"It's just like Titanic!" cried a survivor from the recent sinking of the Costa Concordia.
Yes and no. Shortly after the Titanic sunk in 1912, killing 1,517 people, the tragedy was forgotten by the public. It wasn't until the 1950's, when "Titanic" starring Clifton Webb and Barbara Stanwyck and "A Night to Remember," based on the Walter Lord book, hit the big screen that the disaster penetrated the public consciousness. Somewhat differently, the Costa Concordia wreck is already becoming a tourist draw even as rescue efforts continue and the death toll rises. Reports of tourists making excursions to see the stricken vessel suggest the spot of the disaster is likely to become a "dark tourism" destination.
The commodification of the disaster has already seen the retailing of t-shirts lampooning Francesco Schettino, the Italian captain of the ship, and his apparent refusal to get back on board.
The Giglio Bay area, it should be said, is no stranger to shipwrecks. In 1961, an Etruscan ship from 600 B.C.E. -- the oldest deep-water wreck in ever found-- was discovered off the Tuscan Archipelago. No one is talking about Etruscan shipwrecks though. What seems to be making the sinking of the Costa Concordia such a compelling narrative and the ship such an attraction is parallels with the Titanic disaster 100 years ago.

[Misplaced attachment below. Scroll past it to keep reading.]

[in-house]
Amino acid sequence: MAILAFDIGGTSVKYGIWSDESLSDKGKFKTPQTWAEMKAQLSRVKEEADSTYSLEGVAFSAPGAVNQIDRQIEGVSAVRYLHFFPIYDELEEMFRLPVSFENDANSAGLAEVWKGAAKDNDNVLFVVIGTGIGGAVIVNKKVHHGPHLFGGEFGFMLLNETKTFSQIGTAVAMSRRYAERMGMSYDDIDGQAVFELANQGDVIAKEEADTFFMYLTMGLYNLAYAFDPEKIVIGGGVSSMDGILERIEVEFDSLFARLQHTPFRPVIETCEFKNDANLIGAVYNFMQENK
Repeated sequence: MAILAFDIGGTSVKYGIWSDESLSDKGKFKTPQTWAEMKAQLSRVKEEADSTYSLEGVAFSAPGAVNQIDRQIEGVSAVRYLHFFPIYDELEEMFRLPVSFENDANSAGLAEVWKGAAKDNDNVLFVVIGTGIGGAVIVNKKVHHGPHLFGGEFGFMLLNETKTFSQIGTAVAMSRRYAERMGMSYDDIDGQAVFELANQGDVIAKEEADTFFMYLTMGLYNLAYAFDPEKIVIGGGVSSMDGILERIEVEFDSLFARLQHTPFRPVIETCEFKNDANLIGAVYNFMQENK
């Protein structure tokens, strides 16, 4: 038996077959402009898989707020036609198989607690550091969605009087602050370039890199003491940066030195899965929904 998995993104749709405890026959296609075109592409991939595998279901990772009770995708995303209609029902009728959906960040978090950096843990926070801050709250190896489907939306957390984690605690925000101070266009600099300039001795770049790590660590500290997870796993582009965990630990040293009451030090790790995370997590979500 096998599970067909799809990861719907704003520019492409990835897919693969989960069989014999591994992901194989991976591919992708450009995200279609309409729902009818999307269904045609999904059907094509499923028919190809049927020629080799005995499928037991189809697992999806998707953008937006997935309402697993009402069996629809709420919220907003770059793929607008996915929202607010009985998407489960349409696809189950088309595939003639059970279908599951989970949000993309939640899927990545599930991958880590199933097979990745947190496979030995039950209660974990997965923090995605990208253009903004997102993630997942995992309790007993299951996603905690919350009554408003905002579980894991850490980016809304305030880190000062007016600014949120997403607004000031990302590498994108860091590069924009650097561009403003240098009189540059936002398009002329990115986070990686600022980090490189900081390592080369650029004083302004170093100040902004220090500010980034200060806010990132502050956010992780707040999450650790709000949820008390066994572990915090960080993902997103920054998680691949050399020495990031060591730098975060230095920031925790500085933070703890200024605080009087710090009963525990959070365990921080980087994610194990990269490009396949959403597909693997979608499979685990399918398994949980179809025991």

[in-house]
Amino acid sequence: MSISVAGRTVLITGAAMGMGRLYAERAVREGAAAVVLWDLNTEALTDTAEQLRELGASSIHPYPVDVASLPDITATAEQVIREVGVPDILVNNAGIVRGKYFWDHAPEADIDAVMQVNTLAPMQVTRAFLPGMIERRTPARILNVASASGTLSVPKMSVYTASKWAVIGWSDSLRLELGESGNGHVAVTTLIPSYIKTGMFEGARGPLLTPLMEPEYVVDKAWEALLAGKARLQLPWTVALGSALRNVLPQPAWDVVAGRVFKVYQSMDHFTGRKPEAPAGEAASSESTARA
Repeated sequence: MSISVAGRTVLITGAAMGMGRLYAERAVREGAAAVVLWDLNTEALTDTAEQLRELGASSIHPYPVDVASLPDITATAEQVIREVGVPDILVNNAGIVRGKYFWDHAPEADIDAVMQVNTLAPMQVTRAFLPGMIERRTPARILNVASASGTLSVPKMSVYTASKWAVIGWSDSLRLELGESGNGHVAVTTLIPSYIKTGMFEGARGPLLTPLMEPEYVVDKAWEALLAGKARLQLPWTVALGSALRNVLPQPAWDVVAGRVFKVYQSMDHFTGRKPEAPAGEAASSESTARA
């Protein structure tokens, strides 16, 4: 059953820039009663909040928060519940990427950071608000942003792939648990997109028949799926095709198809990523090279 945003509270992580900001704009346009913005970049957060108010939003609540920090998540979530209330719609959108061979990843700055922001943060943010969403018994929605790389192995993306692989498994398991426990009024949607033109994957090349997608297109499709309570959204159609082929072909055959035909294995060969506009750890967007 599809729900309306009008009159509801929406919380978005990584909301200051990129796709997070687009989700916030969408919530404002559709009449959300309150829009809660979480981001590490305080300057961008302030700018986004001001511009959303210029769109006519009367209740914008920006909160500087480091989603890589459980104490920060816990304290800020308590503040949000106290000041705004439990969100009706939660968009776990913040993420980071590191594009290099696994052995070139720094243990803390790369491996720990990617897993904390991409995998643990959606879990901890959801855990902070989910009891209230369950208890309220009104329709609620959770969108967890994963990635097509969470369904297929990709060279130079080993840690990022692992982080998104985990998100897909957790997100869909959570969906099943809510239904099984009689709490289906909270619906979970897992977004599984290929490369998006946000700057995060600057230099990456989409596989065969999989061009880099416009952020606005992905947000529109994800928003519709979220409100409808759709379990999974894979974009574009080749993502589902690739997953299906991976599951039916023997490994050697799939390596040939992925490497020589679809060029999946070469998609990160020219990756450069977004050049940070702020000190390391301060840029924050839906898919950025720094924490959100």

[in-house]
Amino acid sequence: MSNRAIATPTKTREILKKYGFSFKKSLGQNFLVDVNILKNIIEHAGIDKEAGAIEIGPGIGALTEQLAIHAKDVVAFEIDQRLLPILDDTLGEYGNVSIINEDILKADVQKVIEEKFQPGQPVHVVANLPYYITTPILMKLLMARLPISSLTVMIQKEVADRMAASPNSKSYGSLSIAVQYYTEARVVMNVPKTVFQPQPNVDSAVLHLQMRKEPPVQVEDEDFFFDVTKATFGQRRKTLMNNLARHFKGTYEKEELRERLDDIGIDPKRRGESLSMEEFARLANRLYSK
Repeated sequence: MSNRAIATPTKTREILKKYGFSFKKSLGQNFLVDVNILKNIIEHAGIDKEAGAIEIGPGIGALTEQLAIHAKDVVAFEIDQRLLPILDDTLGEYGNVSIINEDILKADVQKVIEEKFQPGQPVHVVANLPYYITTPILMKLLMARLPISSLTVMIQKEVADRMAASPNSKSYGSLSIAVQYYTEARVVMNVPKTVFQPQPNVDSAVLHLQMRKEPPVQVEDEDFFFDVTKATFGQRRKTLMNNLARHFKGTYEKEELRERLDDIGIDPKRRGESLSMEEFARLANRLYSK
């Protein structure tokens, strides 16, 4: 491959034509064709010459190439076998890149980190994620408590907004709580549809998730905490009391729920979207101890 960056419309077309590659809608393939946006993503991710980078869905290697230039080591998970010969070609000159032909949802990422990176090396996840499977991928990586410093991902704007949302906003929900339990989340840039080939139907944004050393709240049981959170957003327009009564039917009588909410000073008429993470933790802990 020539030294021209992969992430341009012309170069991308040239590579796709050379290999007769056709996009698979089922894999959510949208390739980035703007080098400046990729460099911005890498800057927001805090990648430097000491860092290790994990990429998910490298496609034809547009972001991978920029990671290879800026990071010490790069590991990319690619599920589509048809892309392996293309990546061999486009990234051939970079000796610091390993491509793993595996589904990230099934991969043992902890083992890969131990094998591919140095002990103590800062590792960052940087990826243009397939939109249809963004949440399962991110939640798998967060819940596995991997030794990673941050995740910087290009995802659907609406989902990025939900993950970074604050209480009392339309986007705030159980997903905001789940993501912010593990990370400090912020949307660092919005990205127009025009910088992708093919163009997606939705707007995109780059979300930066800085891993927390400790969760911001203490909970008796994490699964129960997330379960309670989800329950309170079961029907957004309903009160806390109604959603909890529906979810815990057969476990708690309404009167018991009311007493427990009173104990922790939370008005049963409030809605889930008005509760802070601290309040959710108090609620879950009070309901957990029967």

Numerous exhibitions and memorial sites on both sides of the Atlantic tell tales of the Titanic tragedy. Through a mixture of media alchemy and Hollywood simulacra, the disaster has begun its journey into folklore. Most notably, James Cameron's 1997-blockbuster movie 'Titanic' provided a romanticized popular culture narrative of how people die when cruise ships sink. It is the appropriation of the Titanic by Costa Concordia survivors and the media alike that indelibly imprints into tourists' perceptions a vision of panic, fear, and mediation of "mortality moments."
Life and death is viewed through a touristic lens.The hedonistic tourist gaze become, briefly, morbid.
With Titanic memorial cruises set to sail to the location of the accident on the centennial of the disaster -- passengers will have the opportunity to dress in period costume and eat from the original Titanic menu -- the "dark touristification" of the Titanic has been completed. What is less clear is whether the Costa Concordia will receive the same attention and, consequently, have longevity as a dark tourism attraction.
Despite comparisons between the two tragedies, there are many differences between the Titanic and Costa Concordia, not least that of the greater loss of life on the Titanic and its strict social hierarchy of the age.
Nevertheless, once the rescue efforts are over, and the ship salvaged or recycled and the media spectacle of Captain Francesco Schettino's impending court case has ran its course, Costa Concordia for many will pass into memory. Undoubtedly, the tragedy of those who perished will be commemorated. Yet, it will be future popular cultural depictions of Costa Concordia, and the ability of dark tourism to engender and sustain empathy that will determine whether this disaster is truly "like Titanic."
Dr. Philip Stone is Executive Director of the Institute for Dark Tourism Research (iDTR) at the University of Central Lancashire, UK. On 24 April, the iDTR will host 'The Dark Tourism Symposium 2012', an event that will critically examine current dark tourism themes, issues and consequences.